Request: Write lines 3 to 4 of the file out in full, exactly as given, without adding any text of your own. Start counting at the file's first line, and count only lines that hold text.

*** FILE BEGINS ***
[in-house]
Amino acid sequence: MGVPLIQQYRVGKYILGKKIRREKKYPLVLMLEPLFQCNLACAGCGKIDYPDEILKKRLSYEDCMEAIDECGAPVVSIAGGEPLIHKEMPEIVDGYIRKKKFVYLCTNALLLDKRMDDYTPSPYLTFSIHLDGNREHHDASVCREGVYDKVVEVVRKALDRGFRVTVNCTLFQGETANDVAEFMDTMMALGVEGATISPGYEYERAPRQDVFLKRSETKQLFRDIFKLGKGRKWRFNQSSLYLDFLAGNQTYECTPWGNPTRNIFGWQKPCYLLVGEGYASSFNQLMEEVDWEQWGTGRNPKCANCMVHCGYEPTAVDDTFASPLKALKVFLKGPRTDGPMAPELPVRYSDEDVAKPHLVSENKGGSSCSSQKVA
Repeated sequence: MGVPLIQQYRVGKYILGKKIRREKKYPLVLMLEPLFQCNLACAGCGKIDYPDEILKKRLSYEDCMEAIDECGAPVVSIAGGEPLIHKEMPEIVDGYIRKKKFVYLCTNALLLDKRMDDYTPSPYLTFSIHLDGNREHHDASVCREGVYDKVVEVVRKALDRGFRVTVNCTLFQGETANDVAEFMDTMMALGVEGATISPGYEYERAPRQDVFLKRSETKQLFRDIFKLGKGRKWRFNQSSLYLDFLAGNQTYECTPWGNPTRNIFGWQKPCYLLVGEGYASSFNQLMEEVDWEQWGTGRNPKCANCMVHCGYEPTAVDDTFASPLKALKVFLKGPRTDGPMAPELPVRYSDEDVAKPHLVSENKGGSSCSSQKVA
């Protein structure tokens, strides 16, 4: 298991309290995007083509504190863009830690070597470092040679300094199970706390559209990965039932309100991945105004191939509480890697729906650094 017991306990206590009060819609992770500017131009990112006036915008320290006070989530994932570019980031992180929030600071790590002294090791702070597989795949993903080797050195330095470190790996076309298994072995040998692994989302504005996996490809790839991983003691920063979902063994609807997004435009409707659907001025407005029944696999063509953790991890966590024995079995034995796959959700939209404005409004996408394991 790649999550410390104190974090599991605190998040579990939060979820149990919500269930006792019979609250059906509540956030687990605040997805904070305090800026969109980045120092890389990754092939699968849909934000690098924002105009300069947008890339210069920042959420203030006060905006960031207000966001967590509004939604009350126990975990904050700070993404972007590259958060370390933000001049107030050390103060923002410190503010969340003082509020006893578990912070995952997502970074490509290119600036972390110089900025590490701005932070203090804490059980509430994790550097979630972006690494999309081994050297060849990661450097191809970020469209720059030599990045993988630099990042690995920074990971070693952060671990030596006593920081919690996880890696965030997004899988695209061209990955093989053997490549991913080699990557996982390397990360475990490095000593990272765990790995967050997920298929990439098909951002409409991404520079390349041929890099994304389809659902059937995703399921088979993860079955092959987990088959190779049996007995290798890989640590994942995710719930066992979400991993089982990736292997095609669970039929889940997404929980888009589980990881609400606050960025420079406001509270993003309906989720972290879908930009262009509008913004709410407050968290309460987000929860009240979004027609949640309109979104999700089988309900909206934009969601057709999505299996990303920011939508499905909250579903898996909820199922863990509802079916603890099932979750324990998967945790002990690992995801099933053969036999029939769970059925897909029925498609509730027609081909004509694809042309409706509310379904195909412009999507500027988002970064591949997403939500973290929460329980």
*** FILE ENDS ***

Repeated sequence: MGVPLIQQYRVGKYILGKKIRREKKYPLVLMLEPLFQCNLACAGCGKIDYPDEILKKRLSYEDCMEAIDECGAPVVSIAGGEPLIHKEMPEIVDGYIRKKKFVYLCTNALLLDKRMDDYTPSPYLTFSIHLDGNREHHDASVCREGVYDKVVEVVRKALDRGFRVTVNCTLFQGETANDVAEFMDTMMALGVEGATISPGYEYERAPRQDVFLKRSETKQLFRDIFKLGKGRKWRFNQSSLYLDFLAGNQTYECTPWGNPTRNIFGWQKPCYLLVGEGYASSFNQLMEEVDWEQWGTGRNPKCANCMVHCGYEPTAVDDTFASPLKALKVFLKGPRTDGPMAPELPVRYSDEDVAKPHLVSENKGGSSCSSQKVA
């Protein structure tokens, strides 16, 4: 298991309290995007083509504190863009830690070597470092040679300094199970706390559209990965039932309100991945105004191939509480890697729906650094 017991306990206590009060819609992770500017131009990112006036915008320290006070989530994932570019980031992180929030600071790590002294090791702070597989795949993903080797050195330095470190790996076309298994072995040998692994989302504005996996490809790839991983003691920063979902063994609807997004435009409707659907001025407005029944696999063509953790991890966590024995079995034995796959959700939209404005409004996408394991 790649999550410390104190974090599991605190998040579990939060979820149990919500269930006792019979609250059906509540956030687990605040997805904070305090800026969109980045120092890389990754092939699968849909934000690098924002105009300069947008890339210069920042959420203030006060905006960031207000966001967590509004939604009350126990975990904050700070993404972007590259958060370390933000001049107030050390103060923002410190503010969340003082509020006893578990912070995952997502970074490509290119600036972390110089900025590490701005932070203090804490059980509430994790550097979630972006690494999309081994050297060849990661450097191809970020469209720059030599990045993988630099990042690995920074990971070693952060671990030596006593920081919690996880890696965030997004899988695209061209990955093989053997490549991913080699990557996982390397990360475990490095000593990272765990790995967050997920298929990439098909951002409409991404520079390349041929890099994304389809659902059937995703399921088979993860079955092959987990088959190779049996007995290798890989640590994942995710719930066992979400991993089982990736292997095609669970039929889940997404929980888009589980990881609400606050960025420079406001509270993003309906989720972290879908930009262009509008913004709410407050968290309460987000929860009240979004027609949640309109979104999700089988309900909206934009969601057709999505299996990303920011939508499905909250579903898996909820199922863990509802079916603890099932979750324990998967945790002990690992995801099933053969036999029939769970059925897909029925498609509730027609081909004509694809042309409706509310379904195909412009999507500027988002970064591949997403939500973290929460329980």